Socrates opened the minds of his followers to just how little actual knowledge anyone really has. He pointed out to them how so very much of what we say we know, is just things that we think to be likely, or are taking on authority. In fact, the only piece of information he claimed to really know, was the fact that he knew nothing.

Socrates had a point. As I think about it, there are extremely few things that I really know directly. I only take it on faith that the atom, Australia, and the 1970s exist(ed). I have never personally seen, measured, or witnessed any of these things. I do not doubt their existence, but I admit that all information I have of them is strictly secondhand.

The Buddha similarly cautioned against relying upon secondhand knowledge. Even as he presented to his followers the path to Nirvana, he instructed them not to take his word for it. To do so, he explained, would be insufficient. Rather than only being told the right way, one had to possess what he called “direct knowledge” of it. It was this direct knowledge that had led him to his own enlightenment, and also it was the only way for any other to reach enlightenment.

When one is willing to confess their ignorance, and let go of all the many things they do not know, they often discover that not everything is taken away. There still remains a nugget or two of the eternal. When we are no longer cluttered by the things that we think or assume, then we can discover the penultimate truths that we actually know.

This is a knowledge that surpasses mental cognition. It is a spiritual knowledge, one imprinted within us by God from before we were born. In our hearts we know, and we know firsthand, that God is our Father and that we are His children. We know that He is good, and that we are good, too. We know that He loves us, and that He wants us to be with Him. We know that He is happy, and that He desires us to be happy, too. These are eternal truths, and the direct knowledge of them are our most precious possession.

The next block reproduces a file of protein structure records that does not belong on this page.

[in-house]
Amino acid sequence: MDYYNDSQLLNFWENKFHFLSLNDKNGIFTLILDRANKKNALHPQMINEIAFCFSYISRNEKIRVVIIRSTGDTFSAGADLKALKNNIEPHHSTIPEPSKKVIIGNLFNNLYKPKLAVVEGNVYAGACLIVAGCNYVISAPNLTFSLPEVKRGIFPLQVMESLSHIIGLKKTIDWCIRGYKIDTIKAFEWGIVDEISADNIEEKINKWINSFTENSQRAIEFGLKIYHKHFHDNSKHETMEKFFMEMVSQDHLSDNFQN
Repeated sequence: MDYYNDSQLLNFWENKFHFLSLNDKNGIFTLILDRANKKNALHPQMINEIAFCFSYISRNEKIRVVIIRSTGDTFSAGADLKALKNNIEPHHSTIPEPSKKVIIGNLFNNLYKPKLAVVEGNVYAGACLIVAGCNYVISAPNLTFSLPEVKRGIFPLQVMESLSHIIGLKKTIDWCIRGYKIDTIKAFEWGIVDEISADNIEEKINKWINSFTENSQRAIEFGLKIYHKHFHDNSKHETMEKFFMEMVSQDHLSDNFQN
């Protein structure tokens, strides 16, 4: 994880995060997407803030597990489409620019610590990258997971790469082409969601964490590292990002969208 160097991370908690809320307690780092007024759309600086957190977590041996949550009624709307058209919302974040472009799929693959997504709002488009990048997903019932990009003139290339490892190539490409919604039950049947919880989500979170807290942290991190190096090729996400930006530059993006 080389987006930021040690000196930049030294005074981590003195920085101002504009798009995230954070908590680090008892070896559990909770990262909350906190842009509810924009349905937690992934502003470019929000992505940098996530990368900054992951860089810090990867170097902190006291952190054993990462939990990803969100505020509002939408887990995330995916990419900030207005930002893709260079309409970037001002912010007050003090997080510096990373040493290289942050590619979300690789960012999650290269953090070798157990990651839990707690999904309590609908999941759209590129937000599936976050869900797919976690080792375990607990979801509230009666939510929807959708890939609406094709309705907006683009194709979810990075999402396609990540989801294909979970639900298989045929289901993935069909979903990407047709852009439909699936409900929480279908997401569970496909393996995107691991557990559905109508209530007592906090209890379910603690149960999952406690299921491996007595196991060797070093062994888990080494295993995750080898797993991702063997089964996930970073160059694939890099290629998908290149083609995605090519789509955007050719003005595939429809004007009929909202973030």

Indeed, when I consider how deeply rooted this knowledge is within me–so much more than anything else–I find it hard to accept that I know anything else at all.

3 thoughts on “What Sort of Disciple Are You?- Socrates and the Buddha

    1. There are certainly some interesting similarities between the two of them. Socrates famously stressed that too many of us live unexamined lives, not paying close attention to our own causes and effects. Buddha similarly urged his followers to develop a state of mindfulness, to meditate on the self and find powerful truths therein.
      Each of them even used a similar teaching method: negative statements. They found it was easier to say what something was not, thus leading the listener to understand that the truth from what remained.
      According to some estimates, Socrates and Buddha would have been born within 10 years of each other, and died within 1. It’s an interesting thought, whether the world’s philosophical understanding was being revolutionized on both sides of the globe at the same time by these two giants!

      Liked by 1 person

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